Russia's media watchdog said it had received more than 150 complaints from "citizens and organizations" about Deti-404 (Children-404), which was founded and is run by Yelena Klimova.

The number "404" refers to the "page not found" error code in Internet searches.

Roskomnadzor did not specify what on the project's pages constituted "gay propaganda," and suggested Klimova was not fit to counsel LGBT teenagers.

Klimova slammed the country's "gay propaganda" law, and accused authorities of failing to provide support to LGBT teenagers in a country where homophobia is widespread.

"If those 'problems' should be handled by 'professionals' … and not amateurs like myself, then where are they?" she said on her LiveJournal page.

(Based on reporting by the Moscow Times and the Calvert Journal)


The chief editor of the "Ekho Moskvy" radio station Aleksei Venediktov has said he was preparing to make an offer to purchase the embattled station.

Venediktov met on November 18 with Mikhail Lesin, the chairman of board of directors of the state-controlled entertainment giant Gazprom Media, the owner of Ekho Moskvy.

Venediktov told journalists he would have a proposal for purchasing the station "before the end of the current year."

Lesin said a verbal offer had already been made but he did not disclose any details.

Lesin on November 14 called for a vote of Ekho Moskvy's board of directors that could determine the future of one of the last independent media outlets in Russia.

The absentee voting by the board of directors, set for November 21, will determine the editor-in-chief of the station, the staff and the format of the broadcasting.

(Based on reporting by Interfax and TASS)


German Foreign Minister Frank-Walter Steinmeier flew from Kyiv to Moscow and met with his Russian counterpart during the evening of November 18.

Steinmeier and Russian Foreign Minister Sergei Lavrov discussed the deteriorating situation in Ukraine.

Both reportedly agreed on the need to return to the so-called Minsk protocol, a dialogue that involves the warring factions in Ukraine, as well as Russia and the OSCE.

Steinmeier said he did not "see reasons for optimism" that the Minsk protocol could achieve a breakthrough on the ground in eastern Ukraine where more than 4,000 people have been killed in fighting since March.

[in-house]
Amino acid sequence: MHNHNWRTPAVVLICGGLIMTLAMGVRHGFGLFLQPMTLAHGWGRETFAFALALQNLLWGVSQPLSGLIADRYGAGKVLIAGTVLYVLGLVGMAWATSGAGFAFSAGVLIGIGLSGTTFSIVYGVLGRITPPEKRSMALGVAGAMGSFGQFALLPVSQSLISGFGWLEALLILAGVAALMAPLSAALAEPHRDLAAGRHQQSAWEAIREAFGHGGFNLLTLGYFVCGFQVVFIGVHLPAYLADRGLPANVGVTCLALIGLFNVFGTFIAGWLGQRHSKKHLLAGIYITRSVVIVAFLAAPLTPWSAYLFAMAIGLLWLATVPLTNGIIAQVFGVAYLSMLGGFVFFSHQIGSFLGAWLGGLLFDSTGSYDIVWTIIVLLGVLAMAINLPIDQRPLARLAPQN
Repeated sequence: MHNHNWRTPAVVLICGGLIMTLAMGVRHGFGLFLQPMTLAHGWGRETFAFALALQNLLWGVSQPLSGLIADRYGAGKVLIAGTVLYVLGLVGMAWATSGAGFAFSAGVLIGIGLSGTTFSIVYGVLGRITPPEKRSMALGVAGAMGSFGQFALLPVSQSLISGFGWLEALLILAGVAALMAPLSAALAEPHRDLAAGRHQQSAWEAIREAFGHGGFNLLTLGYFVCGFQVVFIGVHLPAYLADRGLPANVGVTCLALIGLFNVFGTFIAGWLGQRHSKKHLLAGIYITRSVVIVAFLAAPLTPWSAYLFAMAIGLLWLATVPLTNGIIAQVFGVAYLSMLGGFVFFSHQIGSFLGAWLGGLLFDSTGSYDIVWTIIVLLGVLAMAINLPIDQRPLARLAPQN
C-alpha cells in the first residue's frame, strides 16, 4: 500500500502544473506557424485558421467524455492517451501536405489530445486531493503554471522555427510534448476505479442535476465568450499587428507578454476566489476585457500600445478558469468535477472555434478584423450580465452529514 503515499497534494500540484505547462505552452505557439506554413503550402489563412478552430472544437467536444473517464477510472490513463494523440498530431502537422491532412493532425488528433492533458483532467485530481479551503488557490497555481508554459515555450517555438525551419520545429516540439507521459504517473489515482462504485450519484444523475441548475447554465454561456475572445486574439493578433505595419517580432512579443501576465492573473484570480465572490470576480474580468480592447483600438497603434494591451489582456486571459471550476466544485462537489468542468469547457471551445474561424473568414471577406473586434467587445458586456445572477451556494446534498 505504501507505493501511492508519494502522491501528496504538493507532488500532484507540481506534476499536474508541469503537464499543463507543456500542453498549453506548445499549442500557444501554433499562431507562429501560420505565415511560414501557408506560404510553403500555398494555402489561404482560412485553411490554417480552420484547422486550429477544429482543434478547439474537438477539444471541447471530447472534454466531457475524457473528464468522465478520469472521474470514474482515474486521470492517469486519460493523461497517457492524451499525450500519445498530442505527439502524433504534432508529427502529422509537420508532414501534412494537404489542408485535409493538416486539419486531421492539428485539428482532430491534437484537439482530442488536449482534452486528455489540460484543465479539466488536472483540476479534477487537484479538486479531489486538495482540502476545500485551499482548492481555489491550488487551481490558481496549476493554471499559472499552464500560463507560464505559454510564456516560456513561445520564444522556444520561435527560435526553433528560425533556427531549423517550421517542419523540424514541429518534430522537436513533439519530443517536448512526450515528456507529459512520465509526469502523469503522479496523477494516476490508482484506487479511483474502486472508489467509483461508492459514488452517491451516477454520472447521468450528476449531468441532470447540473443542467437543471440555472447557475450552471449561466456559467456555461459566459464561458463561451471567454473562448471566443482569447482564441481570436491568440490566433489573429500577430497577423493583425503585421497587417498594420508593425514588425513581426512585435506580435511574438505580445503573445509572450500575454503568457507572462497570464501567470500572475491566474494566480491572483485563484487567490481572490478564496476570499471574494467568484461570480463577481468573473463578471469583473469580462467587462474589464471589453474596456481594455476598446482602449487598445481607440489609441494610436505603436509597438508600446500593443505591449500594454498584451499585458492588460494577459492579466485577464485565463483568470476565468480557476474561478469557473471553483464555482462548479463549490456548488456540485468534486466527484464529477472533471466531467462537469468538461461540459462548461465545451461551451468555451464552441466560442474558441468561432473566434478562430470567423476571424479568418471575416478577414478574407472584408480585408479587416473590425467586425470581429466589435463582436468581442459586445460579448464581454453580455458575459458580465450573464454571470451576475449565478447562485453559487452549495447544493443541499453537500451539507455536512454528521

But he said "it would be a huge loss" to abandon the protocol at this time.

Steinmeier and Lavrov also called on Kyiv and the separatist leadership in Donetsk and Luhansk regions to start direct talks aiming at pulling their military forces back.

(Based on reporting by Interfax, TASS, and Reuters)


President Vladimir Putin has said he does not believe the United States wants to humiliate Russia but does want Russia to be under Washington's influence.

Putin was responding to a question at the Action Forum sponsored by the All-Russia Popular Front political movement, a core Kremlin support group, on November 18.

He said the United States does not "want to humiliate us, but they want to bring us into subjugation, they want to resolve their problems at our expense, and to get us under their influence."

Putin added, "Nobody has ever been able to do so in Russian history and nobody ever will."

(Based on reporting by Interfax and Reuters)

09:56 November 19, 2014


Russian Foreign Minister Sergei Lavrov says the Ukraine crisis is the result of what he calls 25 years of efforts by Western countries to strengthen their own security at the expense of others.
(Live broadcast, RIA Novosti) 

And it's already inspiring funny tweets:

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The Power Vertical is a blog written especially for Russia wonks and obsessive Kremlin watchers by Brian Whitmore. It covers emerging and developing trends in Russian politics, shining a spotlight on the high-stakes power struggles, machinations, and clashing interests that shape Kremlin policy today. Check out The Power Vertical Facebook page or